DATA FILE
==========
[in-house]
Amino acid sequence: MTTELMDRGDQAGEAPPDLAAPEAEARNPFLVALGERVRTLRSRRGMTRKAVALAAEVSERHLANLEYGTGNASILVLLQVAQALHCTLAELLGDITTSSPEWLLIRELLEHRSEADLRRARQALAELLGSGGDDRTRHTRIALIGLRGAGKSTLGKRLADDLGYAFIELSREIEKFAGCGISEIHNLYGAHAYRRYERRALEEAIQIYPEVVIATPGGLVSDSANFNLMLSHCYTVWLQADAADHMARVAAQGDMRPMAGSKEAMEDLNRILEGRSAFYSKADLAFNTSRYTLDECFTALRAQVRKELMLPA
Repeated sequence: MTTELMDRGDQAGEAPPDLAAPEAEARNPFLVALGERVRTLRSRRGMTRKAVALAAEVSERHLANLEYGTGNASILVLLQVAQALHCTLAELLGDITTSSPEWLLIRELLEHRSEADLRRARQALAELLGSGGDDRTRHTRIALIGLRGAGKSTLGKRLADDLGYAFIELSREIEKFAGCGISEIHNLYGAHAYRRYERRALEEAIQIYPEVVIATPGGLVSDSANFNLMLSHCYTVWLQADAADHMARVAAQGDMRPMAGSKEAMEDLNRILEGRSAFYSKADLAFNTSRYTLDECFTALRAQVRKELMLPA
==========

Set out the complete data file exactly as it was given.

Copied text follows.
[in-house]
Amino acid sequence: MTTELMDRGDQAGEAPPDLAAPEAEARNPFLVALGERVRTLRSRRGMTRKAVALAAEVSERHLANLEYGTGNASILVLLQVAQALHCTLAELLGDITTSSPEWLLIRELLEHRSEADLRRARQALAELLGSGGDDRTRHTRIALIGLRGAGKSTLGKRLADDLGYAFIELSREIEKFAGCGISEIHNLYGAHAYRRYERRALEEAIQIYPEVVIATPGGLVSDSANFNLMLSHCYTVWLQADAADHMARVAAQGDMRPMAGSKEAMEDLNRILEGRSAFYSKADLAFNTSRYTLDECFTALRAQVRKELMLPA
Repeated sequence: MTTELMDRGDQAGEAPPDLAAPEAEARNPFLVALGERVRTLRSRRGMTRKAVALAAEVSERHLANLEYGTGNASILVLLQVAQALHCTLAELLGDITTSSPEWLLIRELLEHRSEADLRRARQALAELLGSGGDDRTRHTRIALIGLRGAGKSTLGKRLADDLGYAFIELSREIEKFAGCGISEIHNLYGAHAYRRYERRALEEAIQIYPEVVIATPGGLVSDSANFNLMLSHCYTVWLQADAADHMARVAAQGDMRPMAGSKEAMEDLNRILEGRSAFYSKADLAFNTSRYTLDECFTALRAQVRKELMLPA